3. Turning now to the facts in the other appeal (D.B. Civil Special AppealNo. 20 of 1968), it relates to the notified route, Jaipur-Alwar. The Jaipur-Achrol-Partapgarh route was overlapping thisnotified route to the extent of 42 miles between Jaipur and Achrol. Hanuman Prashad, respondent 2 herein, held permit No. P. St. P. 909 which entitled him to ply his vehicle on the Jaipur-Achrol-Partapgarh route, even after the approved scheme came into force in respect of the notified route of Jaipur-Achrol, but he could ply only till the validity of his permit and that too subject to its being made ineffective as provided in Clause 7of the approved scheme. He succeeded in getting this permit renewed from the R.T.A. twice, for a period of 3 years each. The R.T.A. granted a third renewal, but the same was challenged by the Corporation by way of a writ petition (No. 1850 of 1966) filed in this Court. This writ petition was dismissed by the learned single Judge by the same judgment whereby he dismissed the otherwrit petition, viz., No. 509 of 1967.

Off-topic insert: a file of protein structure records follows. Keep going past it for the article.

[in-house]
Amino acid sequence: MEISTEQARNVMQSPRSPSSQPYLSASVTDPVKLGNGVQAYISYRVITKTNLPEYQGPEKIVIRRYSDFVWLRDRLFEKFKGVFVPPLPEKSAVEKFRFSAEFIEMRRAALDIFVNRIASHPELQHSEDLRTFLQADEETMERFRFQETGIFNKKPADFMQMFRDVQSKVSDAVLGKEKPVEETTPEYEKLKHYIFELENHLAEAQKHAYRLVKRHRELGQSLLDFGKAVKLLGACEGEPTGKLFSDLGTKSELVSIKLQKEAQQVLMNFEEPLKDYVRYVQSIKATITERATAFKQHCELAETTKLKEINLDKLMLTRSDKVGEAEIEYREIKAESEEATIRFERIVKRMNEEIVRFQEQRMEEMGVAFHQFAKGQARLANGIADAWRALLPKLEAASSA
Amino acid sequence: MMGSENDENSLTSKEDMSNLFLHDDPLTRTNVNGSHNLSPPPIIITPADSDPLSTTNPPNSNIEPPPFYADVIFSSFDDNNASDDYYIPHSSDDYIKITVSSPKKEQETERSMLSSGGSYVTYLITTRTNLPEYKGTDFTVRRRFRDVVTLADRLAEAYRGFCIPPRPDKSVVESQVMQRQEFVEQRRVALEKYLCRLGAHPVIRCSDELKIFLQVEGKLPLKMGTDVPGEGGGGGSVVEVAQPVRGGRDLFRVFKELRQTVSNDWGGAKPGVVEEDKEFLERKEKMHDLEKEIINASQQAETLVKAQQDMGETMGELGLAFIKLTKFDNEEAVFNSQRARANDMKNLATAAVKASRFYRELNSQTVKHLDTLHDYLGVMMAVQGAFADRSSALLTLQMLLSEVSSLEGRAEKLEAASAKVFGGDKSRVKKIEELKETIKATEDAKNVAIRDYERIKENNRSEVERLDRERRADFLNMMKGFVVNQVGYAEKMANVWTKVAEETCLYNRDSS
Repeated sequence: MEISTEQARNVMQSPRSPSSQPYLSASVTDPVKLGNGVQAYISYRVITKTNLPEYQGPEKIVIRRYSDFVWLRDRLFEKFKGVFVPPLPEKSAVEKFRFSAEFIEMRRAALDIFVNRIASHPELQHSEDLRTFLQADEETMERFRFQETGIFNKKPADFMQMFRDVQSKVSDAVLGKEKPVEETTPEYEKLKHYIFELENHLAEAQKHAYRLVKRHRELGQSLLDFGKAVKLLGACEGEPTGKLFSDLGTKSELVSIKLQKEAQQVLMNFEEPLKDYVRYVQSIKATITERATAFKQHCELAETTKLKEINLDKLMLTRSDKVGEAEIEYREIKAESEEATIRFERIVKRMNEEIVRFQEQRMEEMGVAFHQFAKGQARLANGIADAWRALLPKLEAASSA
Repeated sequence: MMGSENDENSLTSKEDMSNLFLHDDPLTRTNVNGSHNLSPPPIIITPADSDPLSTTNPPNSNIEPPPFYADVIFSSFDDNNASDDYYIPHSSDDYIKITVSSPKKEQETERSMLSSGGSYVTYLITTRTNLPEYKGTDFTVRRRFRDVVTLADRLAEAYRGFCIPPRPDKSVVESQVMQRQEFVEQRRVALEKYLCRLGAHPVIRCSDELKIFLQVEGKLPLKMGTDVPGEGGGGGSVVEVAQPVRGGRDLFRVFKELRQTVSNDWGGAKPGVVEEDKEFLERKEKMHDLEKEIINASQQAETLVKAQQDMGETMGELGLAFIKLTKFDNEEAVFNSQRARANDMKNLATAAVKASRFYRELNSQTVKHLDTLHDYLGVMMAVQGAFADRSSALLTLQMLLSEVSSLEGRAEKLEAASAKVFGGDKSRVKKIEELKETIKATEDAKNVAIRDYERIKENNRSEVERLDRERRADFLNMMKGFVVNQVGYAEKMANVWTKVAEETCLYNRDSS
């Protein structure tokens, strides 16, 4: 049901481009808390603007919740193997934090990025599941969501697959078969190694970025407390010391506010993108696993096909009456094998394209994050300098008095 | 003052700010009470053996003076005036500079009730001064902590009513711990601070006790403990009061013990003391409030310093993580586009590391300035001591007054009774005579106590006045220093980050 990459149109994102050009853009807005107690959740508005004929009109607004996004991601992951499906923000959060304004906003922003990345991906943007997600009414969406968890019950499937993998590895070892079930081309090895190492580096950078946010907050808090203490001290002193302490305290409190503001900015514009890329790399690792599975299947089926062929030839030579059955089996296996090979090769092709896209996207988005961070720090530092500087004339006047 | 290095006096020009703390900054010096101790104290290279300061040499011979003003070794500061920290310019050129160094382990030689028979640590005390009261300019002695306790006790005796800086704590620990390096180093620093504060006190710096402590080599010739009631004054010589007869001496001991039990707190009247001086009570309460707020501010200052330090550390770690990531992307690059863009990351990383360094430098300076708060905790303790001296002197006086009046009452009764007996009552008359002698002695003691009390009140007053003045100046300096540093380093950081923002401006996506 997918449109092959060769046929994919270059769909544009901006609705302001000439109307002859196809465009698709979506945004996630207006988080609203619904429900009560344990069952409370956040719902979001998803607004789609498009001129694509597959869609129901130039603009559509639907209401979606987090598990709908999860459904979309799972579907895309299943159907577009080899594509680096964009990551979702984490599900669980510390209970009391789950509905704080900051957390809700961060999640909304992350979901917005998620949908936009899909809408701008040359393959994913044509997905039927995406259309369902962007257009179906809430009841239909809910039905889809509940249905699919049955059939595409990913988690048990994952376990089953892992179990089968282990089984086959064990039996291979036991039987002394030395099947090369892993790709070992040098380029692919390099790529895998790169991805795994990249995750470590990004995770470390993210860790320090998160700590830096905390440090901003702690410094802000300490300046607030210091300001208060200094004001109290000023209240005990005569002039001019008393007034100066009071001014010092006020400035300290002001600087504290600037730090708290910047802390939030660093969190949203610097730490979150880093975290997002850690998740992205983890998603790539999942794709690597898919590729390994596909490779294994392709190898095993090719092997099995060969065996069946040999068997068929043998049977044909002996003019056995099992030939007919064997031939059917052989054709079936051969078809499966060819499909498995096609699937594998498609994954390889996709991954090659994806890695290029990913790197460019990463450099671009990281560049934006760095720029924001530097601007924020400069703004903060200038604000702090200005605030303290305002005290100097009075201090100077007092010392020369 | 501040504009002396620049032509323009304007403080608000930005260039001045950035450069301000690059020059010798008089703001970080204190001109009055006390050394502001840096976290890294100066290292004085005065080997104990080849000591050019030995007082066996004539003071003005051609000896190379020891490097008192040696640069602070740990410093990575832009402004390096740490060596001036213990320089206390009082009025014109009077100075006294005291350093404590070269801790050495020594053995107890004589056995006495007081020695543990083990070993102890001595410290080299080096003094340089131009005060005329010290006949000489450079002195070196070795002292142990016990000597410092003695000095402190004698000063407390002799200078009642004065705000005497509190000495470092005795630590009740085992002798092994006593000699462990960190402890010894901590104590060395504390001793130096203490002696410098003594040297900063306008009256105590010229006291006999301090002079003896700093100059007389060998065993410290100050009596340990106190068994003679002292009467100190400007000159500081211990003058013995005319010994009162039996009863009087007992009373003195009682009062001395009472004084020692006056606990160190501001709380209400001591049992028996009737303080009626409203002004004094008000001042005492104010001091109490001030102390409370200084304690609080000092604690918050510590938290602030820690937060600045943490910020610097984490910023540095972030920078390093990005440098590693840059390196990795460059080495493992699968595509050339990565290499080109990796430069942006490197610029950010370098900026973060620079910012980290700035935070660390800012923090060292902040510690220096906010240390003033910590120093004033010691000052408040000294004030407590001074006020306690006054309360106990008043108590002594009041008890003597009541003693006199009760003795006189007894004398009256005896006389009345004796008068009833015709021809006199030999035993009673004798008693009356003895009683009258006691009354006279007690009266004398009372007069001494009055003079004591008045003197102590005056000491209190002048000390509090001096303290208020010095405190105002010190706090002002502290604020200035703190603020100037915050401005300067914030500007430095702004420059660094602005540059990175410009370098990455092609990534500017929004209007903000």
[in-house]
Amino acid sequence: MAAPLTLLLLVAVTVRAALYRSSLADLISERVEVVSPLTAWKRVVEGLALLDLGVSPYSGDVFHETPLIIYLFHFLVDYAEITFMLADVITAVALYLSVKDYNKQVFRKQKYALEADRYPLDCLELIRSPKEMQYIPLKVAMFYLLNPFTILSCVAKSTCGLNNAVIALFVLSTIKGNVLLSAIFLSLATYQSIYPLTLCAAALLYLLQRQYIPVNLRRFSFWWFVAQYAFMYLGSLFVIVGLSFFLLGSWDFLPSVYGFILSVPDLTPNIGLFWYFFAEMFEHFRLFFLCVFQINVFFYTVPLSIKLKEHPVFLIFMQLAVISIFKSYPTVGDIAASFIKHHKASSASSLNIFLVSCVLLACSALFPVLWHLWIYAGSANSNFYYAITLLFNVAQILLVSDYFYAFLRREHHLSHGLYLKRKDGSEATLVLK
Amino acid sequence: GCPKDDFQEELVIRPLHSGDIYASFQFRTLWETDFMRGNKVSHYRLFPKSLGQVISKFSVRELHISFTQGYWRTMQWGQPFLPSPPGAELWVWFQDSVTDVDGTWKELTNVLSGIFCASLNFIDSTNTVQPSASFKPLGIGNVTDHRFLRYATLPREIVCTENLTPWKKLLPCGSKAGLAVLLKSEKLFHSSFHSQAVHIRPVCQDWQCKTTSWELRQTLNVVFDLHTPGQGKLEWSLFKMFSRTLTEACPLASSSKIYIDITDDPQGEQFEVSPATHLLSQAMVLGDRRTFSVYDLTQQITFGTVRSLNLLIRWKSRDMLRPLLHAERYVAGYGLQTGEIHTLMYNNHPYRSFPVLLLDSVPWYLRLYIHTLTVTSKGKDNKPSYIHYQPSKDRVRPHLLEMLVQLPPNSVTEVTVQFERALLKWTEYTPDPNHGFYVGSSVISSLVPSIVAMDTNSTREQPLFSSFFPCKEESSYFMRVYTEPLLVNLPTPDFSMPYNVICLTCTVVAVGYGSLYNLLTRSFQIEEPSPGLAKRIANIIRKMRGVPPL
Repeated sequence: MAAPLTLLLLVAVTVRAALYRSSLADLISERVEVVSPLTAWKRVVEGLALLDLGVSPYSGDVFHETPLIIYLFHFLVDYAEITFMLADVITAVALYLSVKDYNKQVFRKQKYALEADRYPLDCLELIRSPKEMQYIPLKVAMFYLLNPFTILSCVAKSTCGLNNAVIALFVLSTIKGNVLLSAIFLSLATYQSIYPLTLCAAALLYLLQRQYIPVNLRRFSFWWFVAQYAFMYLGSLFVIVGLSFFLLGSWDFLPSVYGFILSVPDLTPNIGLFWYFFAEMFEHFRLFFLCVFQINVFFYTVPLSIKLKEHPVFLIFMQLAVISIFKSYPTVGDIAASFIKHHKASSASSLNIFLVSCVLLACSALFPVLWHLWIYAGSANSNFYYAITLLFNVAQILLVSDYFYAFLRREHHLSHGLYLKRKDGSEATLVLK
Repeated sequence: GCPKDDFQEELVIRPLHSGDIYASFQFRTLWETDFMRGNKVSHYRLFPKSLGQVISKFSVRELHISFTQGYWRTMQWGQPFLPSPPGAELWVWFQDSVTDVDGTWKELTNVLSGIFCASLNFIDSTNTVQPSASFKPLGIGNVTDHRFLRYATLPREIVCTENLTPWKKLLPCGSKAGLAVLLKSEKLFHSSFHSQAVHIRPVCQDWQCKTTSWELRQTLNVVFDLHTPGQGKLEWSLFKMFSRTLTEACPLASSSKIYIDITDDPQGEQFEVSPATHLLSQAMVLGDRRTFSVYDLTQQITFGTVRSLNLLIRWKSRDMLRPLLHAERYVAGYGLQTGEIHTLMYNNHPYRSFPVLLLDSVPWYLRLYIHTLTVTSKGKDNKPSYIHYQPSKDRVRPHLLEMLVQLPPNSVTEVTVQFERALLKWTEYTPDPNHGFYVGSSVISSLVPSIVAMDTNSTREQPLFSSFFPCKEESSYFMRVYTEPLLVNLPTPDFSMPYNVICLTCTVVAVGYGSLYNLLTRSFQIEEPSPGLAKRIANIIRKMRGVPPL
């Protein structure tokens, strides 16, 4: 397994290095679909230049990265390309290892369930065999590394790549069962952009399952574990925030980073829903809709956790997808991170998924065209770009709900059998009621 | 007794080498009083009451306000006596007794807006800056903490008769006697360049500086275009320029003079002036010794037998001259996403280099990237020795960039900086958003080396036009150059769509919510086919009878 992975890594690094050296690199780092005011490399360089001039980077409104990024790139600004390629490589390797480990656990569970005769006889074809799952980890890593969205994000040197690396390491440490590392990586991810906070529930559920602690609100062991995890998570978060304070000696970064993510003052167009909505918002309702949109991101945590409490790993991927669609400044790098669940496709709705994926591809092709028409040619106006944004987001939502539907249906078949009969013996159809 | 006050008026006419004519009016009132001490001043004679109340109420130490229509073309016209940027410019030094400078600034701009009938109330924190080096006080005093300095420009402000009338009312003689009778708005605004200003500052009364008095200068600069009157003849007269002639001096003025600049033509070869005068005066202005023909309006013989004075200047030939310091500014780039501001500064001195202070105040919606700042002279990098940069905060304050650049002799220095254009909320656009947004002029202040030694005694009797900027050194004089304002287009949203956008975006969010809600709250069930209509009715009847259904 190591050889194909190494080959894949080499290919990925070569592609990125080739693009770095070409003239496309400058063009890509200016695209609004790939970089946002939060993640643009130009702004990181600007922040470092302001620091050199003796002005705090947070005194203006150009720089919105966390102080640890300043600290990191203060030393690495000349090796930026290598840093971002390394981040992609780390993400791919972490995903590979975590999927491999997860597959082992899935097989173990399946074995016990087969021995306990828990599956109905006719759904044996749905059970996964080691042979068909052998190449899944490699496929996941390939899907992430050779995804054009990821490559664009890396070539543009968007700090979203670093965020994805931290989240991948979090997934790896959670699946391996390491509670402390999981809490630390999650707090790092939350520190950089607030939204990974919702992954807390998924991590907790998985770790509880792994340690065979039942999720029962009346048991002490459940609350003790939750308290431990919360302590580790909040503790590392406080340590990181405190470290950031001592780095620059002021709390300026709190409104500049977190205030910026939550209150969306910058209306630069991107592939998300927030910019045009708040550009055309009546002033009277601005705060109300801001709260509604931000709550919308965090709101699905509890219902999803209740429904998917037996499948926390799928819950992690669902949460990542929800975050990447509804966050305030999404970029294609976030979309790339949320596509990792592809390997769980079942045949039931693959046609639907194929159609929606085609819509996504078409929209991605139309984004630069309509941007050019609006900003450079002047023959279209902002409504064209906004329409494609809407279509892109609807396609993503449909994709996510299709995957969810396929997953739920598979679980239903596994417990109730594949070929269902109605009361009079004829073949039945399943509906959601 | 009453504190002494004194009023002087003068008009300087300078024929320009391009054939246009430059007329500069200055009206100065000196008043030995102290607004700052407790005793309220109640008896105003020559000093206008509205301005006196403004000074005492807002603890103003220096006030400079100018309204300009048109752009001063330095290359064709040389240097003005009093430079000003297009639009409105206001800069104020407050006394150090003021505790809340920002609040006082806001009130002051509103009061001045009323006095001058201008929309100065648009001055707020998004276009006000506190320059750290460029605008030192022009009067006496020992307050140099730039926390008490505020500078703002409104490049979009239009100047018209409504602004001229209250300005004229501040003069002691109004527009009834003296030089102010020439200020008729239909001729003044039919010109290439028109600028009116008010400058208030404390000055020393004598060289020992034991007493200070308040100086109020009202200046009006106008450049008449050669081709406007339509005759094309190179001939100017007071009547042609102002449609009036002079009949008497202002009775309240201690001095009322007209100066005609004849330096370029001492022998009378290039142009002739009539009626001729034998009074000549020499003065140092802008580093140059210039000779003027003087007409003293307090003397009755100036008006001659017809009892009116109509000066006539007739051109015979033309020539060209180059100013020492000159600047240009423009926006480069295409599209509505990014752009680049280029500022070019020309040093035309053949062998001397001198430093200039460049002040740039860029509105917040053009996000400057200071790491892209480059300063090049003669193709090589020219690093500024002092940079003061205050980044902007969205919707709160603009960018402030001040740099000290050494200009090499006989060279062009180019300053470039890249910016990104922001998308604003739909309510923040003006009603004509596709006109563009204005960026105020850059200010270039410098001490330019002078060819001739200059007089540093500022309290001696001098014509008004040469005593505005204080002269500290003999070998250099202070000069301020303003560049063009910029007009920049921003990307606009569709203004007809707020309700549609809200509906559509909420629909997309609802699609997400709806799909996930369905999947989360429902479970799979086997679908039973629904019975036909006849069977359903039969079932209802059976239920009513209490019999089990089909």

4. An additional fact which may be mentioned here in respect of writ petition No. 1850 of 1966 is that the Corporation had also challenged therein the .grant of a fresh permit by the R.T.A. to Radha Gopal Aggarwal, respondent 3, herein, vide resolution, dated November 16, 1966 in contravention of the approv-ed scheme. The learned single Judge held this grant to be illegal and without jurisdiction, but nonetheless dismissed the writ petition qua Radha Gopal Ag-garawal as well on the technical ground that the General Manager of the Corporation who had filed it had no locus standi to do so.